Attenborough explores … Our Fragile World (excerpt transcript)

September 10, 2007 at 5:08 am | Posted in Arctic, Attenborough, Badgers, Cairngorms, Climate change, Communication, Corals, Documentary, Energy use, Fossil fuels, Greenhouse effect, Greenhouse gases, Our Fragile World, Polar bears, Public awareness, Renewable energy, Snow buntings, Subarctic, Television, Transcripts, UKTV | 3 Comments

Attenborough explores …

Our Fragile World

Brand new and exclusive to UKTV Documentary (watch the trailer and read about The making of Attenborough explores … Our Fragile World)

Thus began the programme that so impressed us: the boys and I watched it twice, and during our second viewing they helped me catch the words for the transcript of the opening section (below). As we watched and listened intently the first time, I was struck once again by the power of Sir David’s language. He speaks slowly and deliberately. His emphasis and intonation are the result of his expert knowledge of our natural world, and it shows. Each syllable, word, or phrase he emphasises is impressed on the listener for a reason. No words are redundant. Every word works—hard!

There has been much talk of framing science, and much less action taken to create or highlight good examples. So this is my attempt to redress that balance a little with an excerpt of a masterful gem produced by an expert. We are sharing this snippet with friends in California and beyond, because we have no idea how long it will be before this programme is broadcast Stateside: the sooner, the better, of course!

In his decades of creating world-class nature documentaries, Sir David Attenborough provides his own magnificent showcase of how to communicate with the public. Old and young, middle-aged (aka medieval, as the kids would say) people like myself, and also friends whose mother tongue is not English—we can all appreciate Attenborough’s impressive choice of words, and the way he delivers each one with care, patience and import.

We missed the live webchat after Sunday evening’s premiere, but the webchat transcript is worth reading after you have taken time to feast on the following words as narrated by Sir David Attenborough in the first part of his documentary:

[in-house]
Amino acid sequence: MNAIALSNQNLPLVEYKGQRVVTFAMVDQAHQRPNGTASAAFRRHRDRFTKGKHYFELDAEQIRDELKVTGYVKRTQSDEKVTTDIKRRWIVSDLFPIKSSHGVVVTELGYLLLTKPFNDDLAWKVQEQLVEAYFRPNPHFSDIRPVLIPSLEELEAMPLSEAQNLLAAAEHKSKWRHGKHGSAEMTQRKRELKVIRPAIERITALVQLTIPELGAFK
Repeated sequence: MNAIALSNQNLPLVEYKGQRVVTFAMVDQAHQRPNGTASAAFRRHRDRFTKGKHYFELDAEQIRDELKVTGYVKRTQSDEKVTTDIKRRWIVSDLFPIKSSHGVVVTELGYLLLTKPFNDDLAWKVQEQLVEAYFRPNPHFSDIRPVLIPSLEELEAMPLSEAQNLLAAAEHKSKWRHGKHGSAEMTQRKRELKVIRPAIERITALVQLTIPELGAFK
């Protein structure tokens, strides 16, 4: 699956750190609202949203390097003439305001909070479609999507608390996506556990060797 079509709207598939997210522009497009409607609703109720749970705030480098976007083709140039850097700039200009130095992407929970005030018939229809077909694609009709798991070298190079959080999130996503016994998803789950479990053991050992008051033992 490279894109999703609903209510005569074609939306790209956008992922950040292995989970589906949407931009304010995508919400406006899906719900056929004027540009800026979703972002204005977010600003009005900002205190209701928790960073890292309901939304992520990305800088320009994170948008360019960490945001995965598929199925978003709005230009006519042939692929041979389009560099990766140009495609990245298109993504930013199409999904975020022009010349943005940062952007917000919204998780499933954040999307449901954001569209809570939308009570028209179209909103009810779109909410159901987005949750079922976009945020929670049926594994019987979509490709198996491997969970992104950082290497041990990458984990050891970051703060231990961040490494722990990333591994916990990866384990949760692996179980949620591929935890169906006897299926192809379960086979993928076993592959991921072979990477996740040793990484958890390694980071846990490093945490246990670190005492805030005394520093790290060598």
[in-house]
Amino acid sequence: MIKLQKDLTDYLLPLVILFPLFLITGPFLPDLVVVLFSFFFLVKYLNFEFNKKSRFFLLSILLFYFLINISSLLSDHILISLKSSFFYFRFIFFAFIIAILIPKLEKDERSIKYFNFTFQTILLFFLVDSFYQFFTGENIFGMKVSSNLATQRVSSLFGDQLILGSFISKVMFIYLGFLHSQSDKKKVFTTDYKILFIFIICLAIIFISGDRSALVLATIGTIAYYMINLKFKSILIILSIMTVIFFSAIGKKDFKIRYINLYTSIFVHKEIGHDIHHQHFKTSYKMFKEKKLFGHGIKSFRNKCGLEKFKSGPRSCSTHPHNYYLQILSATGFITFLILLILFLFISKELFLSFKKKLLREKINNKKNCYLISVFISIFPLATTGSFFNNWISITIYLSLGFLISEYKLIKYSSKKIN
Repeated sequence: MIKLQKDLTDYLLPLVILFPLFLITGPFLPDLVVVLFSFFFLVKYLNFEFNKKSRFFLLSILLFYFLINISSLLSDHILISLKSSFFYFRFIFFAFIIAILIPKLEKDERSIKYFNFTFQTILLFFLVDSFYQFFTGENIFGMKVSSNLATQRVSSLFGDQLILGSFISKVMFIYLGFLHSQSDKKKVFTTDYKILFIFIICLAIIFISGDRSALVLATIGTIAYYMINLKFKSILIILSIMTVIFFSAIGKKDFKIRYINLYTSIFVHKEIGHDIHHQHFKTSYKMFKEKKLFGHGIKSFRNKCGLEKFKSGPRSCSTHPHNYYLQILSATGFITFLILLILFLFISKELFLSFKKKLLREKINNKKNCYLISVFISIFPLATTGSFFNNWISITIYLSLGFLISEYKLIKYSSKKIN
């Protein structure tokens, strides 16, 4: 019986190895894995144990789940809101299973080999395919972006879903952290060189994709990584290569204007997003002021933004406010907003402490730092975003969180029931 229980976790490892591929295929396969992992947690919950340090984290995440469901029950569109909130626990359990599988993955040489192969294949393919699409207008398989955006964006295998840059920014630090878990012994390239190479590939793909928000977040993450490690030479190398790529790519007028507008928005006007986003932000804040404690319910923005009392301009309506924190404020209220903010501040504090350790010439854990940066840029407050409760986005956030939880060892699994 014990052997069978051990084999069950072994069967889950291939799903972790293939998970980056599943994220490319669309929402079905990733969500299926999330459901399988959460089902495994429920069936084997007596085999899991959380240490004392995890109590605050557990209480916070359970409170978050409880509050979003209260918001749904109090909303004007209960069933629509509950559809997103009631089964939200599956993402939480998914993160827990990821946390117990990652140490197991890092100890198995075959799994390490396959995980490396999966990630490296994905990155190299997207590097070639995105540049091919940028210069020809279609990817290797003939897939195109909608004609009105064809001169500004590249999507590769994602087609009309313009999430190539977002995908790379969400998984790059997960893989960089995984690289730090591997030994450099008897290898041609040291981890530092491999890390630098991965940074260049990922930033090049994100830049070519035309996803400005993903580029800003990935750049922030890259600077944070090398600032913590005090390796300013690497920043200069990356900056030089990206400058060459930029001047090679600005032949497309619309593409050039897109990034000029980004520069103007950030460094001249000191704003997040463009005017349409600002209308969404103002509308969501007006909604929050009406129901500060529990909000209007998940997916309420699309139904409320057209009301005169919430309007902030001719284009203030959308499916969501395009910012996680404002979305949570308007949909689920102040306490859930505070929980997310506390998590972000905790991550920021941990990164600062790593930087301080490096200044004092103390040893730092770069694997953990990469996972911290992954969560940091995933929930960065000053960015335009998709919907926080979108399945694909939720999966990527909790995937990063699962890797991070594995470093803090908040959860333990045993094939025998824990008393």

Our planet boasts an extraordinary variety of habitats — from lush, green rainforests to dusty, hot deserts; from snow-capped mountains to the deepest oceans.

Many different natural forces have shaped Earth’s habitats over millions of years, but now there is one particular phenomenon that affects them all.

Our world is changing. In the last 100 years, the average temperature of our planet has increased by 0.7°C (nought point seven degrees Celsius) and it’s set to rise further. There is no doubt that our planet is warming at a rate unprecedented in human history.

Global warming isn’t a future phenomenon. It’s happening right now.

In this programme I’ll be explaining how the natural world is already responding to climate change: here in Britain, and around the globe. We’ll see how the polar bear is in genuine peril, and how the corals that make up some of our greatest ocean reefs are dying; how, closer to home, and a warmer Britain is attracting new arrivals from Europe, like this beautiful hummingbird hawk moth, but how rising sea temperatures are forcing our native cool water dolphins away from our shores; and how some of our most familiar animals are struggling to adapt to its changes.

(… badger bit …)

For better or for worse, all life is likely to be influenced by global warming and could continue to be so for many generations to come.

Attenborough explores …

Our Fragile World

Part 1

Since life began on Earth around 4 billion years ago, our planet has gone through extraordinary changes in its climate. At times the planet has been baking hot; and at other times largely frozen.